By Alexandra Gritta
Rabat – A member of the Oulad Mesnaoui troop died after being shot in the head during a tbourida demonstration at the Festival of Roses, organized in Settat.
During this year’s Festival of Roses, held each year in the Settat region, a horse rider was struck in the head by a bullet. He was killed upon impact.
The Rose Festival is held every year in Machraa Ben Abo, and this year marked its sixth annual edition. The event was supposed to continue through Tuesday, but after the incident, the organizers cut the festival short out of respect for the deceased’s family.
Tbourida is a regional tradition, but the horseman’s recent death raises pertinent concerns regarding the lack of safety of such demonstrations.
Tbourida, also known as the “Powder Game” or “Fantasia,” is a type of synchronized horseback riding; essentially, it is a stylized cavalry charge. The tradition was first inspired by Morocco’s wartime history, as a way to commemorate its fearsome cavalry of old. Today, tbourida serves as a touchstone of Morocco’s historical imagination, sparking many works of art and stories.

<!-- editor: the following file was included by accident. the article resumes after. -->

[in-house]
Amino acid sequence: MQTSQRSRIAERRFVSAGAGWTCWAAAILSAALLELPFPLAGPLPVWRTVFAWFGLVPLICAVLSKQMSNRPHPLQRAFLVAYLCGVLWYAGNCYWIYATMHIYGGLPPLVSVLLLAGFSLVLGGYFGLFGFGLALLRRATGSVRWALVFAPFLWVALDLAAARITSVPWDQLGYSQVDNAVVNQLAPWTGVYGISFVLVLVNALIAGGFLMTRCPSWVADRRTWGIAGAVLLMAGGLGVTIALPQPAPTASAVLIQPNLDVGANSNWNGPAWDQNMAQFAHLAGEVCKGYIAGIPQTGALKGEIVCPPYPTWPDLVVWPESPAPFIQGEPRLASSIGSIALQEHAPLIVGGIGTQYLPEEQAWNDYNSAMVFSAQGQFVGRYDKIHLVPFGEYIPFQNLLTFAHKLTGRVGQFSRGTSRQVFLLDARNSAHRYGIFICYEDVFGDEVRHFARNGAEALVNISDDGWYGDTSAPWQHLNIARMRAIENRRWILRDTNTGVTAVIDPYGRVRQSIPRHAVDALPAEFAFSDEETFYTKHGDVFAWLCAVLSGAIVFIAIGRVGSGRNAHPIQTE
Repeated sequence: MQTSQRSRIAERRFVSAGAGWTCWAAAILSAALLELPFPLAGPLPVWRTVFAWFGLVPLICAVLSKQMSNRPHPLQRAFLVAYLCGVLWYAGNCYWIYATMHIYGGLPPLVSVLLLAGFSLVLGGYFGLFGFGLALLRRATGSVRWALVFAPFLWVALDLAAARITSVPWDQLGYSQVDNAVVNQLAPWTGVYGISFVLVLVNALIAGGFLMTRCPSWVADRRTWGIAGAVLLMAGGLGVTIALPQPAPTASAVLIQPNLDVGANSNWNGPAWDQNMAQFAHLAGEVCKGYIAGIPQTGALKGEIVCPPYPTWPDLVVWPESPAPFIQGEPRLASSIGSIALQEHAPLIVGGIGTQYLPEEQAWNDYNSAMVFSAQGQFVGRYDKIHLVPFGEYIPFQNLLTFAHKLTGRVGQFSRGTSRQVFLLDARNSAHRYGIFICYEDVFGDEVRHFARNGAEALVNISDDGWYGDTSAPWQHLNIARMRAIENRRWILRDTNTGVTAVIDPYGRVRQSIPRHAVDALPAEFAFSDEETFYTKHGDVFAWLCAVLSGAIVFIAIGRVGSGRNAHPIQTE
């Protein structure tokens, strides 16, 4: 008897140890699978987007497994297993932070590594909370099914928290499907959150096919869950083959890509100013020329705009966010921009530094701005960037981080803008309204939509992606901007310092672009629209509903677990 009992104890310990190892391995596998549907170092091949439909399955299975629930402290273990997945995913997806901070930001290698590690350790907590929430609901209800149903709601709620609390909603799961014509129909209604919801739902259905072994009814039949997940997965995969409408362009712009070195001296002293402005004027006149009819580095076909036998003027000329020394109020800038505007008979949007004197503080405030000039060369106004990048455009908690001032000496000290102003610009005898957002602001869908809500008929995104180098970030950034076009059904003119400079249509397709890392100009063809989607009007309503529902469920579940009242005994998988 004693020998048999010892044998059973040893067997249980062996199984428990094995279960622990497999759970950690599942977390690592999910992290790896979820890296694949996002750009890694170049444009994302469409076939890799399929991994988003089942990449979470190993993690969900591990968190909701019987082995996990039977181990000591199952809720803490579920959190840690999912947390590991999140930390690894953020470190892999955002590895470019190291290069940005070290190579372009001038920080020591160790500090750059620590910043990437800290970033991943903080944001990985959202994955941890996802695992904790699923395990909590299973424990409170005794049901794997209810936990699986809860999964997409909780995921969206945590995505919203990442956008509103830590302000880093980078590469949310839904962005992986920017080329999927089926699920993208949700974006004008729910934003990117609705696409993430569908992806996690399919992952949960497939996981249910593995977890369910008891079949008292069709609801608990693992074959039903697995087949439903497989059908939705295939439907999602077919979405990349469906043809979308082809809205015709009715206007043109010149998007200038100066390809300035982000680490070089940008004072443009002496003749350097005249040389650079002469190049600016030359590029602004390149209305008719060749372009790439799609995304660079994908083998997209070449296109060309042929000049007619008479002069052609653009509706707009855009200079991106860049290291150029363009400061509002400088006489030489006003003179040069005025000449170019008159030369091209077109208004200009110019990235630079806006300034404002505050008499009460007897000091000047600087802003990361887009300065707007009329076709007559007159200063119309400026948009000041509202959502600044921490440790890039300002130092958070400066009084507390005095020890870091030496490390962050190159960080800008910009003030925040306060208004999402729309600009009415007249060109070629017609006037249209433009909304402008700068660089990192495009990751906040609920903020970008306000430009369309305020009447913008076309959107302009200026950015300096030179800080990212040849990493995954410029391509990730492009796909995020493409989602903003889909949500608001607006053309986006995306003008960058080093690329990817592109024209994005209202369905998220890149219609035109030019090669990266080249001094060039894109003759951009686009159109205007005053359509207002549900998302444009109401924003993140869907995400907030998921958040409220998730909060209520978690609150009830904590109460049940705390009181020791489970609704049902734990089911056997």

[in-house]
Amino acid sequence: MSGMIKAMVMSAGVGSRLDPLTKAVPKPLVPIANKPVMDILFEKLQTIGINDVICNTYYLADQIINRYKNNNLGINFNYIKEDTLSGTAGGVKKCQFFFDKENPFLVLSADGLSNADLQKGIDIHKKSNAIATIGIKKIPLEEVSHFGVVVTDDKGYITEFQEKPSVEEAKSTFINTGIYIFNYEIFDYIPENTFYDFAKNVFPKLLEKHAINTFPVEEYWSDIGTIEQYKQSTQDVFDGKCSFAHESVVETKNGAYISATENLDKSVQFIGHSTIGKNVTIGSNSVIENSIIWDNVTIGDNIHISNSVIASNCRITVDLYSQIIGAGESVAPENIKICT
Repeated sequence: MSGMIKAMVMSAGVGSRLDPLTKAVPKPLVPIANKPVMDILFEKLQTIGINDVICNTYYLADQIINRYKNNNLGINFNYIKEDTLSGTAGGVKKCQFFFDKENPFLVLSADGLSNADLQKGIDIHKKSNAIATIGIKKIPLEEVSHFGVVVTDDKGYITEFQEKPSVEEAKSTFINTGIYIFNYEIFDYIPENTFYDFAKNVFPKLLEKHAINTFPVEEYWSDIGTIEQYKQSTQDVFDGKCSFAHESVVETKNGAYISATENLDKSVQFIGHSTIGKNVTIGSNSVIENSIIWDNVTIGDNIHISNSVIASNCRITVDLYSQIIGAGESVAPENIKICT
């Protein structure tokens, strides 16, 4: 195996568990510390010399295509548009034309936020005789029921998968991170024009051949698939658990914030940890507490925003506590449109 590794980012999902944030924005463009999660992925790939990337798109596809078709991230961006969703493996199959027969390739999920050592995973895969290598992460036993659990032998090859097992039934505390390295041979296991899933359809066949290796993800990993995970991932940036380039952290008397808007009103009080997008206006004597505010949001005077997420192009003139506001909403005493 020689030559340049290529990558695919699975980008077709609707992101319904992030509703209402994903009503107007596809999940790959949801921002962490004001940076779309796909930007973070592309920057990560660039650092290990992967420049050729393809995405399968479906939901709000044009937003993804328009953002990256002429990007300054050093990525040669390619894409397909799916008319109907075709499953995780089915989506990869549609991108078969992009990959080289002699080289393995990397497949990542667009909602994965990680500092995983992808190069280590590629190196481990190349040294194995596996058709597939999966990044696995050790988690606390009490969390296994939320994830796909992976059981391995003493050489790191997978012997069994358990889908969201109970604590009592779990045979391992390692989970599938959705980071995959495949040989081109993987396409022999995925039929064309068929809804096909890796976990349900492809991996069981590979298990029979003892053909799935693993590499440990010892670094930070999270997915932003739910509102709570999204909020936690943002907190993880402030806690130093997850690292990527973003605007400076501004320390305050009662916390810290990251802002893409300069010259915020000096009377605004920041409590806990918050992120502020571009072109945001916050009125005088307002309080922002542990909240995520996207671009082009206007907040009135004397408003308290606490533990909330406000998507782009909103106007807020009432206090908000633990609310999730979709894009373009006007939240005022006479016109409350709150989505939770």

Particularly popular in the rural regions of central Morocco and in the southern provinces, tbourida is considered a contest of endurance, speed, and elegance. Events are held during both religious and national holidays. In them, horses and riders adorn costumes, including specialized saddles and harnesses, as well as pearl-encrusted guns and curved daggers.
As a way of displaying their horsemanship skills, riders gallop in a line formation and fire their muskets into the air simultaneously, at their captain’s command. Then horses are then presented in front of a panel of judges.
Due to the incredible precision the sport requires, errors on the part of the riders are quite common, and can result in misfires, falls, and unfortunately, even death.